• Addressing the long-term challenges
    Despite substantial income from petroleum wealth, Norway is nevertheless confronted with fiscal challenges in the long term. The number of older persons (aged 67 and above) is projected to almost double by 2060, making this age group as large as 40% of the working-age population. Because the bulk of net public transfers goes to older people, government expenditures will increase sharply in the absence of reform. On this basis, the Norwegian authorities currently estimate a long-term fiscal gap, defined as the difference between the structural non-oil deficit and the expected return on the Government Pension Fund Global, of about 6% of mainland GDP in 2060. In other words, by 2060, fiscal measures to increase revenues or reduce expenditures in the amount of 6% of GDP are needed to secure the sustainability of public finances. These estimates are surrounded with uncertainty and rely on a number of stylized assumptions, but taken at face value they imply that major policy changes are required, so as to avoid an undesirable increase in the tax pressure. Completing the pension reform and reforming the disability and sickness leave schemes, which are both crucial for achieving strong labour participation in the future, would make important contributions. In addition, this chapter argues that there is a large unexploited potential for providing effective public services at lower costs, notably in the areas of municipal services, such as education, health but also in tax expenditures.
  • Sustainable development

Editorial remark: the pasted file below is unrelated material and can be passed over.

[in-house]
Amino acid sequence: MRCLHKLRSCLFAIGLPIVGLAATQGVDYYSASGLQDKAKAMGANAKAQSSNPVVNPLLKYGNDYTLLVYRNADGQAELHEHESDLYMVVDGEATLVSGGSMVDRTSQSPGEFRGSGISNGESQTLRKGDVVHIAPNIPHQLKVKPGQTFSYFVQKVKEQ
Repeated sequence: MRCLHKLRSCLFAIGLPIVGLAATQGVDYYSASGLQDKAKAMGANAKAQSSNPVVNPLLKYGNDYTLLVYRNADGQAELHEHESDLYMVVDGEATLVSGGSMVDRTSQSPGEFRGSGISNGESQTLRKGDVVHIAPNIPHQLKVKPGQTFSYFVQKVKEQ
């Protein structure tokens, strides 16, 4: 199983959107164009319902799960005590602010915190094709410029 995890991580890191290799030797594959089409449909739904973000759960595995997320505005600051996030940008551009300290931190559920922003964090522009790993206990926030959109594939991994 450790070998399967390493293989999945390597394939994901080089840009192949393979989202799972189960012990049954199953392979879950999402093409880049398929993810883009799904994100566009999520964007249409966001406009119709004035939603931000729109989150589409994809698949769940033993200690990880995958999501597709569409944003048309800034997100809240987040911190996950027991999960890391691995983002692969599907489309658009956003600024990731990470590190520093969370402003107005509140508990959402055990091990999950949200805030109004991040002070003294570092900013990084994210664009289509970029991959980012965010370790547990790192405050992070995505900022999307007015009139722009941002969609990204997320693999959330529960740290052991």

Sustainable development is a key theme in policy making in Norway. Although it owes a considerable part of its wealth to the carbon-based economy, Norway gives priority to the objectives embodied in the OECD Green Growth Strategy and sees itself as a pioneer in some areas. The sustainable development strategy, an integral part of the documentation for the 2008 budget, spelt out the key principles that were intended to guide policymaking and a set of quantitative indicators that are intended to give an indication of progress. Its focus on preserving natural capital and the precautionary principle can indeed be seen to be reflected in Norway’s policy aims on climate change and on fisheries, two otherwise rather different problems. Another principle is the use of cost-efficient means to achieve these policy objectives. In many ways Norway has pioneered the use of such measures, introducing a CO2 tax early on and adopting individual quotas in fisheries. But in other ways policy prevents them from playing their full role, exempting significant sectors from the CO2 tax and now from the emission trading system, and restricting the tradability of quotas in fishing. This chapter explores these issues, noting that some potential conflicts between sustainable development objectives could be given fuller recognition, and that Norway can and should follow through more strongly the logic of its pioneering use of economic incentives to further sustainability goals.